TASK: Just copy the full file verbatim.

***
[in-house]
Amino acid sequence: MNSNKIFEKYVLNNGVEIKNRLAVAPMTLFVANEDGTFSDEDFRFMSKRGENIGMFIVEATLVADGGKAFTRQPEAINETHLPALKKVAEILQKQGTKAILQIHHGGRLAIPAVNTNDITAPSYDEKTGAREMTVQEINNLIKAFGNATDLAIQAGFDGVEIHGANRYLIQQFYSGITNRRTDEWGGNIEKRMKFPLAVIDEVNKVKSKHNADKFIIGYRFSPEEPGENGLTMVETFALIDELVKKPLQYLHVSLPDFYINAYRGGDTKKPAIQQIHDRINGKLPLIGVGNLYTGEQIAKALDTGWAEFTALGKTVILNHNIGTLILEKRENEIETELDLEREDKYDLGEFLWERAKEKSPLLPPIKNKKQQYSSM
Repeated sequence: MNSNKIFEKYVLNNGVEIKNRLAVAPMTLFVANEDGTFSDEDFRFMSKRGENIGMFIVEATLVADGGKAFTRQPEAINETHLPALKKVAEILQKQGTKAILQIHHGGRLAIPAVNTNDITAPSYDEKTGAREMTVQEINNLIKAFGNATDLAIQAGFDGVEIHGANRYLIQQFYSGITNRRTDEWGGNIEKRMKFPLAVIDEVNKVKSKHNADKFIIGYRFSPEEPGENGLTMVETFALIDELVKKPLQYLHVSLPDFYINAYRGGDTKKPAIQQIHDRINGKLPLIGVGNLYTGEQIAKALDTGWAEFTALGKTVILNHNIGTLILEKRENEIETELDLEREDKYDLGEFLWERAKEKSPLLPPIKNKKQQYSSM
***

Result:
[in-house]
Amino acid sequence: MNSNKIFEKYVLNNGVEIKNRLAVAPMTLFVANEDGTFSDEDFRFMSKRGENIGMFIVEATLVADGGKAFTRQPEAINETHLPALKKVAEILQKQGTKAILQIHHGGRLAIPAVNTNDITAPSYDEKTGAREMTVQEINNLIKAFGNATDLAIQAGFDGVEIHGANRYLIQQFYSGITNRRTDEWGGNIEKRMKFPLAVIDEVNKVKSKHNADKFIIGYRFSPEEPGENGLTMVETFALIDELVKKPLQYLHVSLPDFYINAYRGGDTKKPAIQQIHDRINGKLPLIGVGNLYTGEQIAKALDTGWAEFTALGKTVILNHNIGTLILEKRENEIETELDLEREDKYDLGEFLWERAKEKSPLLPPIKNKKQQYSSM
Repeated sequence: MNSNKIFEKYVLNNGVEIKNRLAVAPMTLFVANEDGTFSDEDFRFMSKRGENIGMFIVEATLVADGGKAFTRQPEAINETHLPALKKVAEILQKQGTKAILQIHHGGRLAIPAVNTNDITAPSYDEKTGAREMTVQEINNLIKAFGNATDLAIQAGFDGVEIHGANRYLIQQFYSGITNRRTDEWGGNIEKRMKFPLAVIDEVNKVKSKHNADKFIIGYRFSPEEPGENGLTMVETFALIDELVKKPLQYLHVSLPDFYINAYRGGDTKKPAIQQIHDRINGKLPLIGVGNLYTGEQIAKALDTGWAEFTALGKTVILNHNIGTLILEKRENEIETELDLEREDKYDLGEFLWERAKEKSPLLPPIKNKKQQYSSM